Note: This is part II of a five part series. Access the first installment HERE, part III HERE, part IV HERE, and part V HERE. In part I of this series, I discussed how you can teach your children to make something from nothing by sharing with them Marcia Brown’s Stone Soup. There are a number of other children’s books that also serve as good platforms from which you can impart entrepreneurial values and lessons. One such book comes from a surprising source, the notoriously left-leaning Theodor Geisel, better known as Dr. Seuss. He inadvertently drafted the salesman’s manifesto in the form of Green Eggs and Ham, utilizing 50-different words, 48-of which are one syllable. Not only will your children understand it, it is even accessible by the average salesperson.
Messenger: Benjamin Satterfield, Co-Founder & CEO TestFlight, Founder Rootdown and Twiddla. Value Prop Twitter Style: TestFlight helps developers build better apps. You can watch the videos below or on YouTube here: PART I and PART II: What follows is a summary which paraphrases Ben’s responses. For his exact quotes, watch the videos.
Note: This is part I of a five part series. Access the second installment HERE, part III HERE, part IV HERE and part V HERE. I recently answered the question “What are good ways to raise your children to be entrepreneurs?” on Quora. My response was brief and straightforward, which is common of popular Quora answers (as discussed in How To Write An Effective Quora Answer). Although my answer was off-the-cuff, the question caused me to consider the issue of raising entrepreneurial children in greater depth, which led me to write this series. I am not a parenting expert and I do not profess to have all the answers. I believe that you cannot teach someone to be an entrepreneur, but that you can teach entrepreneurs. Thus, my goal is to highlight a few books, games and other activities parents can share with their children. If your offspring are entrepreneurially inclined, these activities might nudge them in the direction of a lifetime of startups. If your child is not an entrepreneurial Bank Robber, no worries; the world needs ATM Operators too.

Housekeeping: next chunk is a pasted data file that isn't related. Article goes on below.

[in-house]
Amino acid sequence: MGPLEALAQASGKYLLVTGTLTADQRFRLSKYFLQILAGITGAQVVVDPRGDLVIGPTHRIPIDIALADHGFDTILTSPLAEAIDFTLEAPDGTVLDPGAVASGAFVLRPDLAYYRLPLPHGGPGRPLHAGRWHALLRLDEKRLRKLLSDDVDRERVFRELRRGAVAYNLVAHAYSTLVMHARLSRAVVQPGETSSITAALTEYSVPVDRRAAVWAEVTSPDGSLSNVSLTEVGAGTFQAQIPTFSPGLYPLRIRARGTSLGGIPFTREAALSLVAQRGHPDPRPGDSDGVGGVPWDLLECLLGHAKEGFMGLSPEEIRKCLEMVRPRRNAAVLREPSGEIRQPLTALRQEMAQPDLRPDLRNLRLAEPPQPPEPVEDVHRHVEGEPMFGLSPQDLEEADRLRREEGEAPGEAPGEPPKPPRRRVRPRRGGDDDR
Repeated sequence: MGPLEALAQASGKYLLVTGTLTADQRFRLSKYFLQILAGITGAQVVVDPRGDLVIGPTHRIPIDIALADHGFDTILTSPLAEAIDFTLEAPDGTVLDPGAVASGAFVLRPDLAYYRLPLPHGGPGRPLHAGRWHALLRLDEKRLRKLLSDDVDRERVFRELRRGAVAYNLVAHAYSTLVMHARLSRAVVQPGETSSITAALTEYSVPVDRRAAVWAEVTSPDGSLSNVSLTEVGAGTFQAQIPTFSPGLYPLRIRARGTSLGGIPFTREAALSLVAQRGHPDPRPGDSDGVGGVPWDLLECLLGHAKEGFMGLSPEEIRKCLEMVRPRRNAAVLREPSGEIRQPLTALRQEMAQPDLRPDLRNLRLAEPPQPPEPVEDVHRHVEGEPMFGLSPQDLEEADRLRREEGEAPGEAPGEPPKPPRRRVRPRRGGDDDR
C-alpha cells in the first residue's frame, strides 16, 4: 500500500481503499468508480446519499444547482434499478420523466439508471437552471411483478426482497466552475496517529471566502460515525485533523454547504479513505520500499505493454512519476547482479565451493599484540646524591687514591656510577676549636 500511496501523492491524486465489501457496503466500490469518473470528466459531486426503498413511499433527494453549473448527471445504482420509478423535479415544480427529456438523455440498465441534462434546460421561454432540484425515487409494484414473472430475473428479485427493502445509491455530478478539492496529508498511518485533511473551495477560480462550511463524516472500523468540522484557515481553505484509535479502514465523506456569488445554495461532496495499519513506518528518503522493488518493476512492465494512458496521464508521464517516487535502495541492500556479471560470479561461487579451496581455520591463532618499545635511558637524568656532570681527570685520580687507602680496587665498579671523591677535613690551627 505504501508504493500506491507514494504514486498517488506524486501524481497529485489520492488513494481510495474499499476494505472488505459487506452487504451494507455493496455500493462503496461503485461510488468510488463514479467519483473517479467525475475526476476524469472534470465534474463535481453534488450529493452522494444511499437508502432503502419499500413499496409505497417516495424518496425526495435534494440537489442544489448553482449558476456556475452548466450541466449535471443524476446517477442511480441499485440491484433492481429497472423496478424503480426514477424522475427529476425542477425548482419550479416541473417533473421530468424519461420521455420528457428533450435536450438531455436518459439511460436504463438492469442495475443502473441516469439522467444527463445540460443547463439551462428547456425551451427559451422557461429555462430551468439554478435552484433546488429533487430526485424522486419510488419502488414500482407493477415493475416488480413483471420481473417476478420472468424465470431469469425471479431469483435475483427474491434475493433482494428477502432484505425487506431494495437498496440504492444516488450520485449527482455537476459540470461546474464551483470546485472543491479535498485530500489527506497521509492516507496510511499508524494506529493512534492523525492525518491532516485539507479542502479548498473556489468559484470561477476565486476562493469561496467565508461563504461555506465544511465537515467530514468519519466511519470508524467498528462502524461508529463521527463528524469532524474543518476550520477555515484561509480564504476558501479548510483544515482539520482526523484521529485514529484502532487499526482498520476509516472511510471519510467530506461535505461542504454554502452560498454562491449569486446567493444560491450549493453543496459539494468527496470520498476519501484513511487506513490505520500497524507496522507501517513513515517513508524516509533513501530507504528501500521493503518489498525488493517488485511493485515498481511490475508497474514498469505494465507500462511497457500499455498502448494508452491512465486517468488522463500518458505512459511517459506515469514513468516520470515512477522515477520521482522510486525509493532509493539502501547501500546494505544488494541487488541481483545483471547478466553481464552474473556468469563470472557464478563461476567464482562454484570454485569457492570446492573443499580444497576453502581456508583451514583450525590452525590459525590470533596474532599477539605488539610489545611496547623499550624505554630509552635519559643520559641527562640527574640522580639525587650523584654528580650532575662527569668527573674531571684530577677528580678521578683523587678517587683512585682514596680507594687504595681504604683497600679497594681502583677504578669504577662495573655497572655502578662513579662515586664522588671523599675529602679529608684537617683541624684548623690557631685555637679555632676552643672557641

Messenger: Jason Lehmbeck, Co-Founder and CEO of DataPop, former VP of Emerging Ad Products at Overture Services and Yahoo! Value Prop Twitter Style: DataPop simplifies the lives of marketers and gives them the tools they need to build ads that people love to click on You can watch the video below or on YouTube here: http://www.youtube.com/watch?v=E7G5tCp08sQ What follows is a summary which paraphrases Jason’s responses. For his exact quotes, watch the video.
Value Prop Twitter Style: Ad.ly helps brands start conversations with target audiences on Twitter. Our celebrity influencers drive awareness and inspire engagement. You can watch the video below or on YouTube here: http://www.youtube.com/watch?v=OLwHvslMzac What follows is a summary which paraphrases Arnie’s responses. For exact quotes, watch the videos.
In Don’t Be A Grin F**ker, Mark Suster describes a concept that the two of us have discussed at various Board meetings. Startups often expend significant resources attempting to coax a relationship out of someone who smiles and says all the right things, yet whose inactions are inconsistent with their alleged intentions. Entrepreneurs who are self aware and have the Whole Package are less prone to being successfully grin screwed. However, even the most enlightened entrepreneur can unknowingly waste valuable time and energy pursuing non-qualified prospects. Thus, developing an ability to identify Grin F☺☺kers is a startup skill worth cultivating.